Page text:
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Hot Drug Time Machine: Now We Know When Big Pharma's Rep Went Bad

Big Pharma executives complain frequently about how their reputation is maligned -- as in, this is an industry that cures the sick, yet is saddled with a nickname derived from "Big Tobacco." But a new search tool from Google that measures how frequently certain words appeared in books dating back to the 1800s shows that the drug biz should be grateful -- the moniker "Big Pharma" wasn't widely used in the lexicon until about 1994.

Big Tobacco, Big Oil and Big Food were all in use years before the Big Pharma nickname became cultural currency, Google's "Books Ngram Viewer" shows. The search tool measures how often a word appears in Google's database of 15 million scanned books. Google intends to to scan all 130 million existing books by the end of the decade.

Here's the chart for Big Pharma (click to enlarge):

Clearly, the derogatory term for the pharmaceutical industry took off at about the same time as President Clinton was attempting and failing to reform healthcare. That battle was fought largely by insurers and HMOs; the drug business took more of a back seat. It did, however, oppose the Democrats' plan to extend healthcare coverage to the uninsured and the price the business appears to have paid for that victory was the "Big Pharma" brand.

For comparison, Big Oil first appears in the 1950s and peaks in the 1980s following the gas crises of 1973 and 1979. (As the search tool only looks at books, memes only show up in it after a delay of months or years.)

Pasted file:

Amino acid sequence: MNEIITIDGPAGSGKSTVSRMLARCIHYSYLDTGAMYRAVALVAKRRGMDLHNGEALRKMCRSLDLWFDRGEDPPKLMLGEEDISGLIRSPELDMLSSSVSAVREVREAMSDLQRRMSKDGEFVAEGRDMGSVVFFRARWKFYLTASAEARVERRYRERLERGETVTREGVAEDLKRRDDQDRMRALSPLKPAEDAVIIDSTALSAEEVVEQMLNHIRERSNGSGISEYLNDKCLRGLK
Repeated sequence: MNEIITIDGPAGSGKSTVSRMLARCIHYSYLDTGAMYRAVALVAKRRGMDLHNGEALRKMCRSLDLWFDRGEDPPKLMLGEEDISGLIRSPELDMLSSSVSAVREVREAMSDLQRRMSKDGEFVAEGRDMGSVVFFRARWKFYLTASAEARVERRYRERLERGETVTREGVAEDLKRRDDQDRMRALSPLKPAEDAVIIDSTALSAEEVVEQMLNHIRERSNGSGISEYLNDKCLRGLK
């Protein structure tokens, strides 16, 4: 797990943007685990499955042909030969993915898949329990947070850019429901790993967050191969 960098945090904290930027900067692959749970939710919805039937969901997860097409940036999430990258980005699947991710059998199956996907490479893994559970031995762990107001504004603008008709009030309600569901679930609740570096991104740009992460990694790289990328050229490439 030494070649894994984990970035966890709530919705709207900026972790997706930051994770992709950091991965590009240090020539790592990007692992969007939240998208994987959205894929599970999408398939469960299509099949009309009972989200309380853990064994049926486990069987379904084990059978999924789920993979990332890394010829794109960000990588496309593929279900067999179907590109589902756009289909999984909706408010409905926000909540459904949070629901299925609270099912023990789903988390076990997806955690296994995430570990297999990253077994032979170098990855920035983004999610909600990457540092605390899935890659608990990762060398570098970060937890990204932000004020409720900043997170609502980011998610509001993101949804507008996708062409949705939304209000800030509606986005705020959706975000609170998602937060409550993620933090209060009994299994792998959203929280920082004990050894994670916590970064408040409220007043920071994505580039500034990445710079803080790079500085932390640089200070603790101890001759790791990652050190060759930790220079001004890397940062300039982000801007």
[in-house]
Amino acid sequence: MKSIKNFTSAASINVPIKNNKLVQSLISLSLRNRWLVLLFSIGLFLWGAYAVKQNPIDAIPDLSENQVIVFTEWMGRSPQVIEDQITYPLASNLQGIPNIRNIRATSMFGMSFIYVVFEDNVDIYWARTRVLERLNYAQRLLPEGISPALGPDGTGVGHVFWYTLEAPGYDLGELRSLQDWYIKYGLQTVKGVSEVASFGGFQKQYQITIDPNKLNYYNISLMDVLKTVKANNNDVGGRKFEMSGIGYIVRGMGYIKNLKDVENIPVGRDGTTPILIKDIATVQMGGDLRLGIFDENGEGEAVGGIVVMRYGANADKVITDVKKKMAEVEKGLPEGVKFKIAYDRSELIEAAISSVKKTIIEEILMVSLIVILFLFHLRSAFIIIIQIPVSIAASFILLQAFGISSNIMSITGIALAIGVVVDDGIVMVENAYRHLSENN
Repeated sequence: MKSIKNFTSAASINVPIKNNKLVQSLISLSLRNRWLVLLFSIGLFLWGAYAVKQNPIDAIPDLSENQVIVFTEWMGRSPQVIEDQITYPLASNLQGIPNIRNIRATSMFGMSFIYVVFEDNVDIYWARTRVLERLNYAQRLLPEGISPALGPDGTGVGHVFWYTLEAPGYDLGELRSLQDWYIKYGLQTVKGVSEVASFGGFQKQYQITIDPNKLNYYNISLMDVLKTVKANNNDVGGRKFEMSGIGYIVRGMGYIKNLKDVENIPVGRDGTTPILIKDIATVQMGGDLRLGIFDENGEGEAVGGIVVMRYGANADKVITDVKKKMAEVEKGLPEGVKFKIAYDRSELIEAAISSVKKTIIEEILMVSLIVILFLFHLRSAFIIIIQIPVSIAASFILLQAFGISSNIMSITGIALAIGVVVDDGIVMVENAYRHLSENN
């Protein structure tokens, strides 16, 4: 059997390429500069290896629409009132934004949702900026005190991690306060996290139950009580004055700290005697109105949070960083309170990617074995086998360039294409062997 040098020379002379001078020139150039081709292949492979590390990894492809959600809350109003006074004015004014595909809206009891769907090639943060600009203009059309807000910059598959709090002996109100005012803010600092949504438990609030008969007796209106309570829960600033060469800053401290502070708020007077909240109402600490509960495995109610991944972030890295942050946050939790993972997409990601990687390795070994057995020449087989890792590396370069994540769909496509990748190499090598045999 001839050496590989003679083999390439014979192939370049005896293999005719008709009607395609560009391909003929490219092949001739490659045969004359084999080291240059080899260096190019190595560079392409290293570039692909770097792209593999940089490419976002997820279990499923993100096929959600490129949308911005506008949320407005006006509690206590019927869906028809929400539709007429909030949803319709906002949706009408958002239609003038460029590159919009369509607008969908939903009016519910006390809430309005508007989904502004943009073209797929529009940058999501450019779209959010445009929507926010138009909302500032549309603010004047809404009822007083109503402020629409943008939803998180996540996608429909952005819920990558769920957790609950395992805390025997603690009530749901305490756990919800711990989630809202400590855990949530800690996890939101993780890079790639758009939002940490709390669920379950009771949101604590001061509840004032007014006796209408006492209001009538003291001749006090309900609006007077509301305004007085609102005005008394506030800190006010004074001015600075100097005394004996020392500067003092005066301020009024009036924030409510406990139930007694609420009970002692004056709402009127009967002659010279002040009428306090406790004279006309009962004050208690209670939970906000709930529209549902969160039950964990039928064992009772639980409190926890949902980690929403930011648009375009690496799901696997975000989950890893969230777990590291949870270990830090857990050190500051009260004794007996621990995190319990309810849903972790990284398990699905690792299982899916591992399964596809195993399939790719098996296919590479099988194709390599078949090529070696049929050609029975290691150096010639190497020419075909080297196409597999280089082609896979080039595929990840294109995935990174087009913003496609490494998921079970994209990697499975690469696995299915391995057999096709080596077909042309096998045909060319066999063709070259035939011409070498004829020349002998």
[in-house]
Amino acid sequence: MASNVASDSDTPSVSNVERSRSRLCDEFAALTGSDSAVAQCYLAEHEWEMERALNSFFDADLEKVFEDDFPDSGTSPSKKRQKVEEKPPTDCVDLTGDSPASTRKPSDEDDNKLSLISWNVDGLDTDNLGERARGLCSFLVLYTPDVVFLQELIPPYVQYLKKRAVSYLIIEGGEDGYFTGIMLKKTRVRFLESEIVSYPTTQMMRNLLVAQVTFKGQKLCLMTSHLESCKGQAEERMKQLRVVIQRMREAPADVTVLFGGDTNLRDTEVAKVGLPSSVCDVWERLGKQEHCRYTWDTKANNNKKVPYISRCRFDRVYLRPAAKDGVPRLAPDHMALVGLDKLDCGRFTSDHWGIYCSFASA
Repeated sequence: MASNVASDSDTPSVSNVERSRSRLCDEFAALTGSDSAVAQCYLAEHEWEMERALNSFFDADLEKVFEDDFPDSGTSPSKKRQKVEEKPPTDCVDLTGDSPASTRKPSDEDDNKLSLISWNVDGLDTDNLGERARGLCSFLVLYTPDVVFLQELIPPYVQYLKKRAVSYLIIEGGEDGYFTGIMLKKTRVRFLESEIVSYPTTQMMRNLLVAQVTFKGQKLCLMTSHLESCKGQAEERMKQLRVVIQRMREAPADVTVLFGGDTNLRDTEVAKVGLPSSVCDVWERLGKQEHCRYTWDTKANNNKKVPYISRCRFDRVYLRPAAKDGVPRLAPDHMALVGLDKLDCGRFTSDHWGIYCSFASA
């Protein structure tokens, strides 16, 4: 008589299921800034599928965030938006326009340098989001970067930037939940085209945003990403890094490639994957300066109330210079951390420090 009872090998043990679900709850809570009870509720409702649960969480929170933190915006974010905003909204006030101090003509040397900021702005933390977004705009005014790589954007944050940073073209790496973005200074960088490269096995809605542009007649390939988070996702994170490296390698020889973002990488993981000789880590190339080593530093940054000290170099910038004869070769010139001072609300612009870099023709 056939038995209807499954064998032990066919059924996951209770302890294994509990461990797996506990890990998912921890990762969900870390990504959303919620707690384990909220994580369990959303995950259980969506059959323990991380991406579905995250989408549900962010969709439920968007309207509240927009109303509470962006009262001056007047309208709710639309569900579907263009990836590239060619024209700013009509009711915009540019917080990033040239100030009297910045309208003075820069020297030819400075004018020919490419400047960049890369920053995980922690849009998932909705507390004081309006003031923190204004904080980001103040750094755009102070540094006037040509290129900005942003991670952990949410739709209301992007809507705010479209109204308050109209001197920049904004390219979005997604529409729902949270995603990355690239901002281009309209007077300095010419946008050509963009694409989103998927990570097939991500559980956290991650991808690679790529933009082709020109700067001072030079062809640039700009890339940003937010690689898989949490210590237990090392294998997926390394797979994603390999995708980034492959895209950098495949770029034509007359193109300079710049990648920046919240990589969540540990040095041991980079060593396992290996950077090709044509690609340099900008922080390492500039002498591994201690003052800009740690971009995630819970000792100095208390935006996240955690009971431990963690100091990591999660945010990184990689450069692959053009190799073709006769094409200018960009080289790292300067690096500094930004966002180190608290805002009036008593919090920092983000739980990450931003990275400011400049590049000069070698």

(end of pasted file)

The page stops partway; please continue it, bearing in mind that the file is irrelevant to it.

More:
Big Food arrived in the 1950s but didn't take off until 2000:

Big Tobacco was born in the late 1940s, shortly after George Seldes' muckraking sheet In Fact reported for the first time that smoking cigarettes causes lung cancer. Still, the industry went about four more decades before the insult really took hold. It was only after seven tobacco company CEOS swore under oath before Congress in 1994 that "nicotine is not addictive" that Big Tobacco really took hold.

From my recollection, usage of "Big Food" to describe agriculture/packaged goods conglomerates accelerated in the marketing business around 2005 following an article in Ad Age on a report by the Institute of Medicine that concluded food marketing was making children fat. Titled "Tony the Tiger on death row?," it began:

Big Food's status as the new Big Tobacco was underlined this week by a study issued by the Institute of Medicine that paints marketing as the evildoer in the childhood obesity debate, exposes the food industry to costly lawsuits like those that slammed the tobacco business, and will force a reassessment of marketing spending, strategy and messaging.
A Big Food lawyer later told me his clients were livid to be compared to tobacco, and that the comparison had stuck.

The timelines have a lesson for anyone who cares about corporate image and reputation issues. Once a nickname is coined, an industry has a short window in which to reform and avoid being tarred for life. Tobacco nearly achieved that, but then signed its own death warrant in 1994.

Big Pharma went decades with a spotless reputation, but it cannot blame its critics for the nickname -- that appears to be the result of its lobbying over healthcare reform 1993. Might things have turned out differently of the industry had cut a deal with Clinton the way it did with President Obama on the same issue last year? We'll never know.


Image by Flickr user Notions Capital, CC.
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